- 14 Jul 1780 Washington writes to Congress to inform them that French fleet under Rochambeau sighted off Newport, RI.
- 13 Jul 1787 Congress enacts NW Ordinance, establishing means of making 3-5 slave-free states out of territories.
- 12 Jul 1780 Patriot forces, learning of interrogation of commander’s wife, ambush Loyalists at Brattonsville, SC.
- 11 Jul 1779 British burn most buildings in Norwalk, Conn. in reprisal for privateering & espionage based there.
- 10 Jul 1777 British General Prescott captured by rebels for the second time, this time in Rhode-Island.
- 9 Jul 1777 NY elects 1st governor as independent state; George Clinton is later VP to Jefferson and Madison.
- The British Long Land Pattern musket and its variations were the standard for British forces for well over 100 years. It was a .75 caliber, flintlock, smoothbore musket weighing in at about 10.4 pounds with an overall length of 62.5 inches.
- Although not as well known as Boston, Cambridge played an important role in the Revolutionary War before Washington even arrived. Wealthy families had moved to Cambridge from Boston for the relatively wide stretches of land on which they could build their estates, but these loyalist citizens (or “Read more…
- A list of battles of the Revolutionary War in 1779
- The American Legion was a British provincial militia raised for service late in the American Revolutionary War by the turncoat Brigadier General Benedict Arnold. It was composed primarily of deserters from the Continental Army.
- 1790 Deed from Loyalist James Moody to inhabitants of Sissiboo River, Digby Twp., for establishment of Church of England
- Live cannonball from Battle of the Plains of Abraham found in Old Quebec. Work crew posed with 90-kg ball, unaware that it still contained charge and gunpowder. Read more…
- 3 Colonial houses with Revolutionary War connections for sale in USA. This week, the U.S. celebrated its 241st birthday. And while the Declaration of Independence may be safely in Washington, D.C., not every artifact from America’s revolutionary past is guarded behind glass in a museum. Up and down the east coast, houses with connections to the Revolutionary War are not only still standing, they’re still being used as private homes. Whether they were the former homes of soldiers or places where notable players in the war passed through, these 18th-century residences all share a few characteristics: They’re mainly wood-frame structures with central chimneys and wood clapboard cladding. Read more…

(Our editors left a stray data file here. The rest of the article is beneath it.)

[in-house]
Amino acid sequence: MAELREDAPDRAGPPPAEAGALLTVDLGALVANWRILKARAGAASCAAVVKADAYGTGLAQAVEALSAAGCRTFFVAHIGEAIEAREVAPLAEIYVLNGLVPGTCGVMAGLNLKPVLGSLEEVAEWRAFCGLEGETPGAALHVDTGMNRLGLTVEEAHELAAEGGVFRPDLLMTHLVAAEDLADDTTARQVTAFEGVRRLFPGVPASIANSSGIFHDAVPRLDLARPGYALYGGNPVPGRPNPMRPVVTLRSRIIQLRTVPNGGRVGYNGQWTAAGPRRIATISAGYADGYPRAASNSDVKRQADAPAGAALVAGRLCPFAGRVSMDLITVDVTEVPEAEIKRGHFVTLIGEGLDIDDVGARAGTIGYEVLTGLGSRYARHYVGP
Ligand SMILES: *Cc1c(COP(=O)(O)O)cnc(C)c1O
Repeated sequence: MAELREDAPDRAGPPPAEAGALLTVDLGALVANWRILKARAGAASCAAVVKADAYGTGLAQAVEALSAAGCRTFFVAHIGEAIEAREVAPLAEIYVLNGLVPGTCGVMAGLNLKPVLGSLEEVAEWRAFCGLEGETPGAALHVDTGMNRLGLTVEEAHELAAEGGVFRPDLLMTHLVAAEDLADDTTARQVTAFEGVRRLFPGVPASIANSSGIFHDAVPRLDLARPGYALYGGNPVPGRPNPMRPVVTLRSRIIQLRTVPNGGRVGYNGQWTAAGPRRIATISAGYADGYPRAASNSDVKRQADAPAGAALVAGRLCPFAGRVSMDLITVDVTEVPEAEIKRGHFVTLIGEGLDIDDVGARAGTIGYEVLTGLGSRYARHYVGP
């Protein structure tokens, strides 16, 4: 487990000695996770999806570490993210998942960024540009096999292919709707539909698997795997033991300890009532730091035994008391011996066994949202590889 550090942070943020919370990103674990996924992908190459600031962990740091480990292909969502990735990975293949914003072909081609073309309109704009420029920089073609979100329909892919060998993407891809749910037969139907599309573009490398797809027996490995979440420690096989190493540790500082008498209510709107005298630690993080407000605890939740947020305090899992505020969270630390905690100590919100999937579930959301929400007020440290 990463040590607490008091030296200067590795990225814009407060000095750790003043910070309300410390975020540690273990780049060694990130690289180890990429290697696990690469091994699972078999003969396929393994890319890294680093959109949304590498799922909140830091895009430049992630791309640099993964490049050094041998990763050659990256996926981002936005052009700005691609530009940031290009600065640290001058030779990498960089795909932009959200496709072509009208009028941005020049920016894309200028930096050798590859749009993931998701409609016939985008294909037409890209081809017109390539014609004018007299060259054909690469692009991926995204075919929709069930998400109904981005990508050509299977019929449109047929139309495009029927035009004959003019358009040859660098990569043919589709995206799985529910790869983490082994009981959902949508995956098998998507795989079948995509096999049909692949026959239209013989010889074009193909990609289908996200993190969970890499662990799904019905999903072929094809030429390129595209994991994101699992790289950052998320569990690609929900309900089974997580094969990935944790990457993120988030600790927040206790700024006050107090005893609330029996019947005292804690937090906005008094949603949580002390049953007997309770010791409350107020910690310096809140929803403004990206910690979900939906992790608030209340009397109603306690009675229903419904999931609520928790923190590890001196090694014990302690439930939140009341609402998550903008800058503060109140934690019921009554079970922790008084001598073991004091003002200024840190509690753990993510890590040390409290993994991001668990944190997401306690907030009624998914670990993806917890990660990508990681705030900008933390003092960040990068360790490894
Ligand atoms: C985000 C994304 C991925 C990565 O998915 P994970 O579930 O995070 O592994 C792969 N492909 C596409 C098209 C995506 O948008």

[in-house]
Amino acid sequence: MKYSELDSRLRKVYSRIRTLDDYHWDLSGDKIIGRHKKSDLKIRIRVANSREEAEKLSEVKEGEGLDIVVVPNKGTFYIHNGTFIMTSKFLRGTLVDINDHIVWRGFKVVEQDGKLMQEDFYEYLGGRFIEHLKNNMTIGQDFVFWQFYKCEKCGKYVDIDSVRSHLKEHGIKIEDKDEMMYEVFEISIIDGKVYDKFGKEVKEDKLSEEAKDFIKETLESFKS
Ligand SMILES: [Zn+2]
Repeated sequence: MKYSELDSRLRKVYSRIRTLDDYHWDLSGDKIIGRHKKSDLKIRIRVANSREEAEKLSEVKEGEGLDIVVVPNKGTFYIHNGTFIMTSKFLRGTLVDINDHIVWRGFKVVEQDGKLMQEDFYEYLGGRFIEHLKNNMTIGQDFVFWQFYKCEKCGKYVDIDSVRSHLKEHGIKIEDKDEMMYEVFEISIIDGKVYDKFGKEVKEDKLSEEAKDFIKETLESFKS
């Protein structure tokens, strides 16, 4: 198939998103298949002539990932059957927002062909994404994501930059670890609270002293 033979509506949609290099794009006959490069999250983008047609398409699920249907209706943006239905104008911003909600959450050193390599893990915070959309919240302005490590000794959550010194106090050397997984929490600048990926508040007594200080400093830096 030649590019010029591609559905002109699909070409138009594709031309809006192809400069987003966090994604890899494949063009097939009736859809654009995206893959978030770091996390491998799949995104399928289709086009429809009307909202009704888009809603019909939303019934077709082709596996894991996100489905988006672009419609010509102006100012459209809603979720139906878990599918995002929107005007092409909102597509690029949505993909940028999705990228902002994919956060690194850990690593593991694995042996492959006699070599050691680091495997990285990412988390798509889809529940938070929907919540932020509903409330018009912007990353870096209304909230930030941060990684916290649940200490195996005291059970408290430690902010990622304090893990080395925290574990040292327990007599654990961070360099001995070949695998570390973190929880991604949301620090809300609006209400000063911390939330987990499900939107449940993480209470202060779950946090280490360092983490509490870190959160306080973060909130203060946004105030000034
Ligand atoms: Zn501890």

- Question: There’s a supposed folklore that Loyalists escaping into Canada would see homes that had three pine trees as a signal that they were in safe territory. If you know about this folklore, do you have any detail about its origin? (reply to editor)
- The “Art & Mystery” of Cutting an 18th century Gown. An 18thc mantua-maker (dressmaker) seldom shared the “art and mysteries” of her trade with her customers. It was hard-earned knowledge and skill, gained through an apprenticeship that might have lasted seven years, and it also benefited the business to keep a bit of alluring, magical mystery to her fashionable creations. For the last five years, Sarah Woodyard, journey-woman in the mantua-making trade, Margaret Hunter Shop at Colonial Williamsburg has been studying different theories of cutting out 18thc gowns. Read more…
- Details of an 18th Century sack back dress, silk, 1760-70, and an 18th Century Polonaise gown, painted silk, 1780s from the Victoria and Albert Museum
- Very intricate and fine details of an 18th Century men’s frock coat, 1770-1779
- Steph Walters – UELAC Scholar. So happy to be working with Glebe Church in Suffolk, VA on their loyalist history. Big things happening in VA! Drawing of a small historic church near Driver was the scene of open rebellion to the British crown in 1775.
Last Post: H. Daryl Currie, UE
Born November 30, 1938 in St. John, NB; died July 9, 2017 in Toronto, ON. Predeceased by his wife, June Currie (Garrah), daughter Heather Quai (Dennis), sister Louise (Harley) and brother Addison (Gail). Survived by children Dale (Shelly), Susan Currie and Linda Donnelly (Gerald); sister Gloria (Dave); brothers Blaythe (Ann), Milton (Donna), Duane (Sheila) and Richard (Mary); and grandsons Adam Donnelly, Noah Spataro and Jonah Spataro.
Daryl was a long time employee of CP Rail, a Mason and a Shriner.
Daryl was a faithful, dedicated and hard-working individual who reached out and helped many. To members of the Gov. Simcoe Branch UELAC, he would best be remembered as the membership person of the Gov. Simcoe Branch, UELAC, for many years, giving up that responsibility in Sept of 2015. He always added a personal touch, a card or telephone call. Daryl served as President of Gov. Simcoe Branch twice, from 2002-2003 and again 2007 – 2011.
Visitation Thursday, 5-8 p.m. and Friday, 10-11 a.m., with service to follow at the Giffen Mack Funeral Home, 2570 Danforth Ave., Toronto. In lieu of flowers, donations to Susan Currie’s Terry Fox Walk (Toronto Beaches) would be appreciated.